Synthetic structured credit, or synthetic tranches, may not have been the cause of the financial crisis but it was one of the ways that sophisticated financial participants convinced themselves that they weren’t really taking huge, irresponsible risks. So when Citi analysts Abel Elizalde and Aritra Banerjee predict that the synthetic tranche market is going to make a comeback it’s bound to make people uncomfortable, and the report makes it clear why so many people are nervous about returning to such pro-cyclical instruments.
“We’ve written at length recently about how investors will be forced to take synthetic levered risk – partly via indices but mostly via tranches. Our 2015 ‘outlook’ had a very clear title: Keep calm and lever up (synthetics),” they write.
Tranche prices depend on four factors, but they can’t all be reliably estimated
As a quick review, if you want to figure out what a tranche is worth you need to know four things: the characteristics of the security being offered (maturity and subordination), the likelihood of default in the underlying credit, the expected recovery rate, and default correlations. The characteristics are given, and recovery rates can be estimated, but the other two factors can get investors into trouble pretty rapidly.
In the case of the financial crisis, the probability of default was thought to be low because housing prices would keep going up and up until the end of time – which really is hardly an exaggeration if you remember the sentiment before the crisis. The argument that access to cheap credit will keep even unhealthy companies from going bust could easily translate as underpricing default risk in synthetic tranches.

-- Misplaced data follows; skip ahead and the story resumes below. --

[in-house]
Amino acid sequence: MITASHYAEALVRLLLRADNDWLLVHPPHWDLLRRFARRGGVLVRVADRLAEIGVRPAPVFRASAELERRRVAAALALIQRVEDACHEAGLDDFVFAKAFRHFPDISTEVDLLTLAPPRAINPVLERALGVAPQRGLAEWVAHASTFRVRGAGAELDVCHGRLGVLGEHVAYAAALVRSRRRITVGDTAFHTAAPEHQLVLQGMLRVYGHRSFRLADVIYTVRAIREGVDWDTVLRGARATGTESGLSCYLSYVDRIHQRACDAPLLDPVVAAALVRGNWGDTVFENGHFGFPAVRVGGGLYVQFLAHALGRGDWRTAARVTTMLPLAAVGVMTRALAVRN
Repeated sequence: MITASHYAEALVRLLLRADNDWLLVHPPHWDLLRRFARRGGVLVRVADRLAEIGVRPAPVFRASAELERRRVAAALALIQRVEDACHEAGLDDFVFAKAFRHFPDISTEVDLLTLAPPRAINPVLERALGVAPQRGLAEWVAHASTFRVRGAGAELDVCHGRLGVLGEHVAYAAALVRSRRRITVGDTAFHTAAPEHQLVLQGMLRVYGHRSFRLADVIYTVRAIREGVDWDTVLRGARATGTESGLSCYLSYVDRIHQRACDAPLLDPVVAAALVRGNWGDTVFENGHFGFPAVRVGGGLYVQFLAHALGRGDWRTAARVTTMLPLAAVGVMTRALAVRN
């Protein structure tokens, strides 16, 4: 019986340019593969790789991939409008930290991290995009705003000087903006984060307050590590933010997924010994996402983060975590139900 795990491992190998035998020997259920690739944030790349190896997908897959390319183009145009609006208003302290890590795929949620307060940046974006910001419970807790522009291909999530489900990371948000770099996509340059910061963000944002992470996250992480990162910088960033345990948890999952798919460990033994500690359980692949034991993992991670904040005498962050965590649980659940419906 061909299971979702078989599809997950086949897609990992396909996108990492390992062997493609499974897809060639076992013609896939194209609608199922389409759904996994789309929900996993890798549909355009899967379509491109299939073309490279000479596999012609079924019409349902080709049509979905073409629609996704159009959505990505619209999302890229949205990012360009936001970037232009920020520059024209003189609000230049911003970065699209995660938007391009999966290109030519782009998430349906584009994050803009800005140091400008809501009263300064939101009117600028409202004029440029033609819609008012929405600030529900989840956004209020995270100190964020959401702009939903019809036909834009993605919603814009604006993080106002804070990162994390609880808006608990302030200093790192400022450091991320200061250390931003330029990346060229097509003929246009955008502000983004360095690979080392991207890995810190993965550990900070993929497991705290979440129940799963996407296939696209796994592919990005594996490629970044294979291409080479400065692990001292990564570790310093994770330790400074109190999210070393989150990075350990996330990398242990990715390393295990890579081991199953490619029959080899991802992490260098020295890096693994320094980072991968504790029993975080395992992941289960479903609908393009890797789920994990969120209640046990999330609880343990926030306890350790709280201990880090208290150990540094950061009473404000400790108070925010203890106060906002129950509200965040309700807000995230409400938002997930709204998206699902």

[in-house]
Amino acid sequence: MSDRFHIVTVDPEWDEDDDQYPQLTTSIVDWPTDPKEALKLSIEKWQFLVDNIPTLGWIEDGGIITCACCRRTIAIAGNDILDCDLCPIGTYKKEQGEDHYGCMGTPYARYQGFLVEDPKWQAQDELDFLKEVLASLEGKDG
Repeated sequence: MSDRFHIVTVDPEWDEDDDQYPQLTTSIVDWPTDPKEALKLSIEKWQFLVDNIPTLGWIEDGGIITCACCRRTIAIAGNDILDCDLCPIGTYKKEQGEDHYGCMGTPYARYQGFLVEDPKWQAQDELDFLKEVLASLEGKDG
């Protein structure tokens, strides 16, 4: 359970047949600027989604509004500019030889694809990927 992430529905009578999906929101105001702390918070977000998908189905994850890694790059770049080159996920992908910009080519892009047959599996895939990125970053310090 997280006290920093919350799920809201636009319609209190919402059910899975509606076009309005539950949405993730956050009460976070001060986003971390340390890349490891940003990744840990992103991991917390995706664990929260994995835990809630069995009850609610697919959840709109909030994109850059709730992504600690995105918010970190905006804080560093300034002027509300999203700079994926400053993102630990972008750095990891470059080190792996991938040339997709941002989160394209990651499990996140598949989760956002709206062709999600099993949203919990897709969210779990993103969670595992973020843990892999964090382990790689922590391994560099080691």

[drizzle]Figuring out default correlations is even less reliable. Basically you just have to use current market prices and then figure out the implied correlation.
“Don’t we do the same when pricing options? We derive the ‘implied volatility’ from the market price of the option using the Black-Scholes model … the wrong parameter in the wrong model which gives the right price,” Elizalde wrote last May (n.b. ellipsis in the original).
But Elizalde points out in that paper that implied default correlations vary by tranche, which would be impossible if they reflected default correlations in the real world. You might even conclude that investors are just choosing the yields that meets their investment needs without thinking too hard about the risk.
Even if tranches are a bad idea, it doesn’t mean they won’t become popular
Elizalde and Banarjee understand how bad this all sounds, but if you take their argument purely as a forecast instead of a recommendation it makes a lot of sense.
“The tranche market isn’t one which triggers fond memories for many people. We are not expecting investors to go long via tranches because they want to, but because they need to,” they write.
Synthetic structured credit gets more popular as spreads tighten (check, thanks to globally loose monetary policy) and mark-to-market volatility is low (falling again now that the Greek debt situation has been successfully papered over). Elizalde has called tranches the most pro-cyclical product there is, so if you really need to lever up and the conditions are right then demand will start to grow. The combination of implied vol and credit spreads is getting closer to 2006 levels when synthetic tranches were last popular. If statements like that set off alarm bells you’re not alone, but you can’t deny that many investors are reaching further and further for yield.